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Journal of Environmental Quality Abstract -

Oxygen Transport through Aquatic Macrophytes: The Role in Wastewater Treatment


This article in JEQ

  1. Vol. 19 No. 2, p. 261-267
    Received: Feb 1, 1989

    * Corresponding author(s):
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  1. K. R. Reddy *,
  2. E. M. D'Angelo and
  3. T. A. DeBusk
  1. Reedy Creek Energy Services, Inc., P.O. Box 10 000, Lake Buena Vista, FL 32830.



Laboratory experiments were conducted to determine the effectiveness of three floating and six emergent aquatic macrophytes in improving domestic wastewater quality, based on their capacities for O2 transport into the effluent. Oxygen transport into the rooting zone of the plants created an oxidized microenvironment, thereby stimulating C and N transformations critical to wastewater treatment. Plants were cultured in flasks containing deoxygenated primary and secondary sewage effluent for an 8-d period. Oxygen transport by the plants was measured in terms of both O2 consumed by the effluent (biological O2 demand reduction—BOD5) and increased effluent dissolved O2. Two floating plants, pennywort (Hydrocotyle umbellata L.) and waterhyacinth [Eichhornia crassipes (Mart.) Solms], and the emergent plants pickerelweed (Pontederia cordata L.) and common arrowhead (Sagittaria latifolia L.), were superior in improving primary sewage effluent quality, by reducing BOD5 up to 88%, NH4-N up to 77%, and increasing dissolved O2 up to 6.1 mg L−1. Nitrification rates in pennywort- and water hyacinth-based water treatment systems were calculated to be in the range of 12 to 47 kg NH4-N ha−1 d−1. Oxygen transport through plants accounted for up to 90% of the total O2 transported into the effluent. In separate batch experiments, the effectiveness of diffuse mechanical aeration (5 and 50 mL air min−1) and of biological aeration (O2 transport by selected plants including pennywort, waterhyacinth, pickerelweed, and common arrowhead) on the rate of contaminant removal from deoxygenated primary sewage effluent were compared for a 26-d period. Biological and mechanical aeration effected similar BOD5 removal. First-order reaction rate constants for BOD5 removal were from 0.0066 to 0.0079 h−1 and from 0.0041 to 0.0051 h−1 for biological and mechanical aeration, respectively. Rate constants for NH4-N removal were from 0.0024 to 0.0107 h−1 for the plant treatments. Virtually complete BOD5 removal occurred in biological and mechanical aeration treatments within 20 d. Complete nitrification of NH4-N had occurred within 12 d after mechanical aeration was initiated, but subsequent N-loss by denitrification was inhibited. In the biological aeration treatments, negligible effluent (NO3 + NO2)-N levels were measured, but 65 to 100% NH4-N loss occurred both by plant assimilation and by sequential nitrification-denitrification reactions.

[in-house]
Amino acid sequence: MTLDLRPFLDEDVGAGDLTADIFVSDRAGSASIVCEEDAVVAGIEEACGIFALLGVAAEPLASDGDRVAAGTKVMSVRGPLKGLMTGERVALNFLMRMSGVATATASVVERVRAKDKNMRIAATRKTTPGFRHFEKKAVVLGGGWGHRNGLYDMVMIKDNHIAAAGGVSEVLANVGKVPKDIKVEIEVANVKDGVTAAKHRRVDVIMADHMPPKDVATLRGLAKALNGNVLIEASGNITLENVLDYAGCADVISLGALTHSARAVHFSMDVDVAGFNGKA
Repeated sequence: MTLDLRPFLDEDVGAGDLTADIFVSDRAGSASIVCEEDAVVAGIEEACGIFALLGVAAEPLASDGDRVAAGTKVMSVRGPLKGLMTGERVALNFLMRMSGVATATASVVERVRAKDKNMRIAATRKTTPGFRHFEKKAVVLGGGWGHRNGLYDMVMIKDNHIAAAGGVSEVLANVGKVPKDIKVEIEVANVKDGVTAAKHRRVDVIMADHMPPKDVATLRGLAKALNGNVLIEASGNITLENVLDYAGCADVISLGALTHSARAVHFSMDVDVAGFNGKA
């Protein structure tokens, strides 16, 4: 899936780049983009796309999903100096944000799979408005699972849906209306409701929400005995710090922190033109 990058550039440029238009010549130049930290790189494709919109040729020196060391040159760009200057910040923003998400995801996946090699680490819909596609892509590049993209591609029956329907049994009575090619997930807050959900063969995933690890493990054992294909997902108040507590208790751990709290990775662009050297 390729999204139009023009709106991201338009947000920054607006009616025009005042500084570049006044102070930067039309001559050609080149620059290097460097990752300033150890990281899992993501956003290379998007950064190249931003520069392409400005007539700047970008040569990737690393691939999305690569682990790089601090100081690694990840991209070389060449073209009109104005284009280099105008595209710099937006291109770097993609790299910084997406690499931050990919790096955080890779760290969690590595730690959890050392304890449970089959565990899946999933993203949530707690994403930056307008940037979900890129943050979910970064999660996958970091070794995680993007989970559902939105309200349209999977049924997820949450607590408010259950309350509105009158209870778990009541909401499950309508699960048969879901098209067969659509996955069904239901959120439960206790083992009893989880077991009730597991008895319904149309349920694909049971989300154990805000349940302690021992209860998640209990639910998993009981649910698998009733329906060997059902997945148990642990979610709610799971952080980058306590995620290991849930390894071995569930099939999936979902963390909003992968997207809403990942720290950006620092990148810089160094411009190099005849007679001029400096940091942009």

Florida Agric. Exp. Stn. Journal Series R-00084.

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